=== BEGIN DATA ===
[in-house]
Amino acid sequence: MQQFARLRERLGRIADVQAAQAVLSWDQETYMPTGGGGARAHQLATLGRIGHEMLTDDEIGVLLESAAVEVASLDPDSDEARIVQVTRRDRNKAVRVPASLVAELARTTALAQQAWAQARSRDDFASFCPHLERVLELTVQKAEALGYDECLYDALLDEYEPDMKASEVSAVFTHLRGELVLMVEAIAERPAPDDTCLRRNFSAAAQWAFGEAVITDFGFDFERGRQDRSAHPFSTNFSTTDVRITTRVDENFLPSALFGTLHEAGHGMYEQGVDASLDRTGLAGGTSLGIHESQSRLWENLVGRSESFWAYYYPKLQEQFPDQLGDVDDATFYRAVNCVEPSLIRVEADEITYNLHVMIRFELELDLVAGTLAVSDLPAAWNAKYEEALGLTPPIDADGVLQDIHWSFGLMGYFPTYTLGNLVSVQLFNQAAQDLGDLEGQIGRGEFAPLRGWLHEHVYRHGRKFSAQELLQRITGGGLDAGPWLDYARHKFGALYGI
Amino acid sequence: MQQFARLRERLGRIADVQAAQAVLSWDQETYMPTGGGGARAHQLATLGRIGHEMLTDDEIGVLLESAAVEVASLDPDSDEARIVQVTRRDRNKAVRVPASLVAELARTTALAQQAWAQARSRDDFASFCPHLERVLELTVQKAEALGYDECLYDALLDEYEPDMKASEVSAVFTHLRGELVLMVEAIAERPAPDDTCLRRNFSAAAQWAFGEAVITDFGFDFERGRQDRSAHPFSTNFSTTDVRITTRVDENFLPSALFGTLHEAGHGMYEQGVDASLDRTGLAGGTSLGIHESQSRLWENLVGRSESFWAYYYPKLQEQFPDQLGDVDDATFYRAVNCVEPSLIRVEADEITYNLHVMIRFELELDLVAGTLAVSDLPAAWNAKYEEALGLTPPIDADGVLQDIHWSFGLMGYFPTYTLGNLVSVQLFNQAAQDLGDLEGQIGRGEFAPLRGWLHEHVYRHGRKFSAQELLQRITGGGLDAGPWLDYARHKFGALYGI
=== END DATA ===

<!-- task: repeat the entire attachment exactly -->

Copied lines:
[in-house]
Amino acid sequence: MQQFARLRERLGRIADVQAAQAVLSWDQETYMPTGGGGARAHQLATLGRIGHEMLTDDEIGVLLESAAVEVASLDPDSDEARIVQVTRRDRNKAVRVPASLVAELARTTALAQQAWAQARSRDDFASFCPHLERVLELTVQKAEALGYDECLYDALLDEYEPDMKASEVSAVFTHLRGELVLMVEAIAERPAPDDTCLRRNFSAAAQWAFGEAVITDFGFDFERGRQDRSAHPFSTNFSTTDVRITTRVDENFLPSALFGTLHEAGHGMYEQGVDASLDRTGLAGGTSLGIHESQSRLWENLVGRSESFWAYYYPKLQEQFPDQLGDVDDATFYRAVNCVEPSLIRVEADEITYNLHVMIRFELELDLVAGTLAVSDLPAAWNAKYEEALGLTPPIDADGVLQDIHWSFGLMGYFPTYTLGNLVSVQLFNQAAQDLGDLEGQIGRGEFAPLRGWLHEHVYRHGRKFSAQELLQRITGGGLDAGPWLDYARHKFGALYGI
Amino acid sequence: MQQFARLRERLGRIADVQAAQAVLSWDQETYMPTGGGGARAHQLATLGRIGHEMLTDDEIGVLLESAAVEVASLDPDSDEARIVQVTRRDRNKAVRVPASLVAELARTTALAQQAWAQARSRDDFASFCPHLERVLELTVQKAEALGYDECLYDALLDEYEPDMKASEVSAVFTHLRGELVLMVEAIAERPAPDDTCLRRNFSAAAQWAFGEAVITDFGFDFERGRQDRSAHPFSTNFSTTDVRITTRVDENFLPSALFGTLHEAGHGMYEQGVDASLDRTGLAGGTSLGIHESQSRLWENLVGRSESFWAYYYPKLQEQFPDQLGDVDDATFYRAVNCVEPSLIRVEADEITYNLHVMIRFELELDLVAGTLAVSDLPAAWNAKYEEALGLTPPIDADGVLQDIHWSFGLMGYFPTYTLGNLVSVQLFNQAAQDLGDLEGQIGRGEFAPLRGWLHEHVYRHGRKFSAQELLQRITGGGLDAGPWLDYARHKFGALYGI